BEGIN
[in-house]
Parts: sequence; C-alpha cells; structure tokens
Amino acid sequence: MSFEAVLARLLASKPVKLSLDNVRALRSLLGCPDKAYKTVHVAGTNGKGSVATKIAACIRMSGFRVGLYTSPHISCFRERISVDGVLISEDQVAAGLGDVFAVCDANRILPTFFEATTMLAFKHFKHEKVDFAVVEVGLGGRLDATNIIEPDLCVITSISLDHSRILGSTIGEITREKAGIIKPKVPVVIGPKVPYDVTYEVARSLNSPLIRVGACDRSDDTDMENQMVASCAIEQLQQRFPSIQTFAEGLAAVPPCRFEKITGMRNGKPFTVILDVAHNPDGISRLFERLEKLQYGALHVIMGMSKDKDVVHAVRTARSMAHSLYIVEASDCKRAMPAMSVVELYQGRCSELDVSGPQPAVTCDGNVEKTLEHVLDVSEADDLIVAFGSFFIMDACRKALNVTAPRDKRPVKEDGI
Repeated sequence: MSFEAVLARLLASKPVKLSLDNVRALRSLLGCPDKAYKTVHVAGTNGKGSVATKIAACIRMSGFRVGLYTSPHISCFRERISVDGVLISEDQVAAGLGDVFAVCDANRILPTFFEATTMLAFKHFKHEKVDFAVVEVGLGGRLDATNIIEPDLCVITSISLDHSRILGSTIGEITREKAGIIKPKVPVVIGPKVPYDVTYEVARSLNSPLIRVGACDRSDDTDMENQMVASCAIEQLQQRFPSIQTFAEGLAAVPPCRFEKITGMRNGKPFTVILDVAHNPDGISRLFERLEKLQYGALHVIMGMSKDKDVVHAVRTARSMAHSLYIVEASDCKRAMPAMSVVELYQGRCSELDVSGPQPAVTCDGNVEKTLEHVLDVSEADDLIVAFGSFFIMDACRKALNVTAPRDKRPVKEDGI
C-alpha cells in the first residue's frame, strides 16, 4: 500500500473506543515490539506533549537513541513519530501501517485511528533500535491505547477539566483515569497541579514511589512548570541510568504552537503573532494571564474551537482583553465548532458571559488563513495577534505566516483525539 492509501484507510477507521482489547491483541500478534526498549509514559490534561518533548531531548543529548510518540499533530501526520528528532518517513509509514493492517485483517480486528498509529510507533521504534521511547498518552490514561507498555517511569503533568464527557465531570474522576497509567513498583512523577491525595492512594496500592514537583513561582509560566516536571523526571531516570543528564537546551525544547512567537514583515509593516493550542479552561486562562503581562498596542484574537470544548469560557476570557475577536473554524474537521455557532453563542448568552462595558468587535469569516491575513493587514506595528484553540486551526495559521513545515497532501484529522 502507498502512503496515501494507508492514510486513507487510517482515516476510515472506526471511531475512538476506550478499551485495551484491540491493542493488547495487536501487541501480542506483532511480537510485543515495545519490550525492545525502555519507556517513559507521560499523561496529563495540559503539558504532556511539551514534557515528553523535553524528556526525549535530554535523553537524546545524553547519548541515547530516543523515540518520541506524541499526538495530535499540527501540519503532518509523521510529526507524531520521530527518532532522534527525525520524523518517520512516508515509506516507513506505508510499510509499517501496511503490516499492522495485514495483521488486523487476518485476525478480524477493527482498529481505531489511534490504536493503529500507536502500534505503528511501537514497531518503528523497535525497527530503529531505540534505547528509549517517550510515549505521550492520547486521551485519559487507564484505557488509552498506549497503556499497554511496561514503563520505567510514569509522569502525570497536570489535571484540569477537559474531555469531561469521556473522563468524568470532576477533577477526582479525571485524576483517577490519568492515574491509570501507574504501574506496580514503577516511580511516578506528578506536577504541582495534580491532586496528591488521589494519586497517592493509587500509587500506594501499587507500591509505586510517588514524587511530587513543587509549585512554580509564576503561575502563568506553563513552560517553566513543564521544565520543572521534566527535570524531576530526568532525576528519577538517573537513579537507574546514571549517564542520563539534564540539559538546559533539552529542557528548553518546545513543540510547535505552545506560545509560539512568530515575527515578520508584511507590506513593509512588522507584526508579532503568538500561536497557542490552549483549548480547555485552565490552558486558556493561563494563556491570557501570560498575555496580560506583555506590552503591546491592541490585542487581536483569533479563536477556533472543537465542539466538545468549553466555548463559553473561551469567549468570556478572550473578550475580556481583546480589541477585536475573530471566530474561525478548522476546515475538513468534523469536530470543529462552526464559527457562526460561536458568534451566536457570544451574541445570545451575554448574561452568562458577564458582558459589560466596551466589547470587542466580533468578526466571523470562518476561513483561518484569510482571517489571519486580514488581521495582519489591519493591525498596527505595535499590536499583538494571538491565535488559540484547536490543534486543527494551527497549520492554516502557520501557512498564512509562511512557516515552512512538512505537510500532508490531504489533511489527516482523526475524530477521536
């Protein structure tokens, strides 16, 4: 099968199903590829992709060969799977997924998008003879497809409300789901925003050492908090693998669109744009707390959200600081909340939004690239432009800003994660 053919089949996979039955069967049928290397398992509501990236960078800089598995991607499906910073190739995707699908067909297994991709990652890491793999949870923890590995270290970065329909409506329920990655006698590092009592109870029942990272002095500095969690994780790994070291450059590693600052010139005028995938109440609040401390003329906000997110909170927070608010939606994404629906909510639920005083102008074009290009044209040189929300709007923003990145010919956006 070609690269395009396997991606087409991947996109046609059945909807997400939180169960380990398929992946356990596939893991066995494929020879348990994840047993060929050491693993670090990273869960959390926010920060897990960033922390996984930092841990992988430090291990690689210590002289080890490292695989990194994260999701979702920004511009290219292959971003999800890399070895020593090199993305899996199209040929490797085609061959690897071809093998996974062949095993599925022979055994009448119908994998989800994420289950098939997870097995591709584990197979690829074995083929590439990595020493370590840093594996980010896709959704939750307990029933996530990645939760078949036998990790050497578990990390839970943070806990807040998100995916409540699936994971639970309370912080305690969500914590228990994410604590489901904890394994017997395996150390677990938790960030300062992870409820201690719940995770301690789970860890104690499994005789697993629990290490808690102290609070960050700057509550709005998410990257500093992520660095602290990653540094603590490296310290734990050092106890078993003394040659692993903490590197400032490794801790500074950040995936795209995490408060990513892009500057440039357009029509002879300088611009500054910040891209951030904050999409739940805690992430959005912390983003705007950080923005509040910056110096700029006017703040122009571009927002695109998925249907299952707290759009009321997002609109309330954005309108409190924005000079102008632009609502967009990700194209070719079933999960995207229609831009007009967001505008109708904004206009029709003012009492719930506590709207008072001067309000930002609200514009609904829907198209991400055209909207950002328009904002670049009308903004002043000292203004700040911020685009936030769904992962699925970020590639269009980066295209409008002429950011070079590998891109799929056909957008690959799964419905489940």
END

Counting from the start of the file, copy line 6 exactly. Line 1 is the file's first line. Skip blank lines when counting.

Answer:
């Protein structure tokens, strides 16, 4: 099968199903590829992709060969799977997924998008003879497809409300789901925003050492908090693998669109744009707390959200600081909340939004690239432009800003994660 053919089949996979039955069967049928290397398992509501990236960078800089598995991607499906910073190739995707699908067909297994991709990652890491793999949870923890590995270290970065329909409506329920990655006698590092009592109870029942990272002095500095969690994780790994070291450059590693600052010139005028995938109440609040401390003329906000997110909170927070608010939606994404629906909510639920005083102008074009290009044209040189929300709007923003990145010919956006 070609690269395009396997991606087409991947996109046609059945909807997400939180169960380990398929992946356990596939893991066995494929020879348990994840047993060929050491693993670090990273869960959390926010920060897990960033922390996984930092841990992988430090291990690689210590002289080890490292695989990194994260999701979702920004511009290219292959971003999800890399070895020593090199993305899996199209040929490797085609061959690897071809093998996974062949095993599925022979055994009448119908994998989800994420289950098939997870097995591709584990197979690829074995083929590439990595020493370590840093594996980010896709959704939750307990029933996530990645939760078949036998990790050497578990990390839970943070806990807040998100995916409540699936994971639970309370912080305690969500914590228990994410604590489901904890394994017997395996150390677990938790960030300062992870409820201690719940995770301690789970860890104690499994005789697993629990290490808690102290609070960050700057509550709005998410990257500093992520660095602290990653540094603590490296310290734990050092106890078993003394040659692993903490590197400032490794801790500074950040995936795209995490408060990513892009500057440039357009029509002879300088611009500054910040891209951030904050999409739940805690992430959005912390983003705007950080923005509040910056110096700029006017703040122009571009927002695109998925249907299952707290759009009321997002609109309330954005309108409190924005000079102008632009609502967009990700194209070719079933999960995207229609831009007009967001505008109708904004206009029709003012009492719930506590709207008072001067309000930002609200514009609904829907198209991400055209909207950002328009904002670049009308903004002043000292203004700040911020685009936030769904992962699925970020590639269009980066295209409008002429950011070079590998891109799929056909957008690959799964419905489940």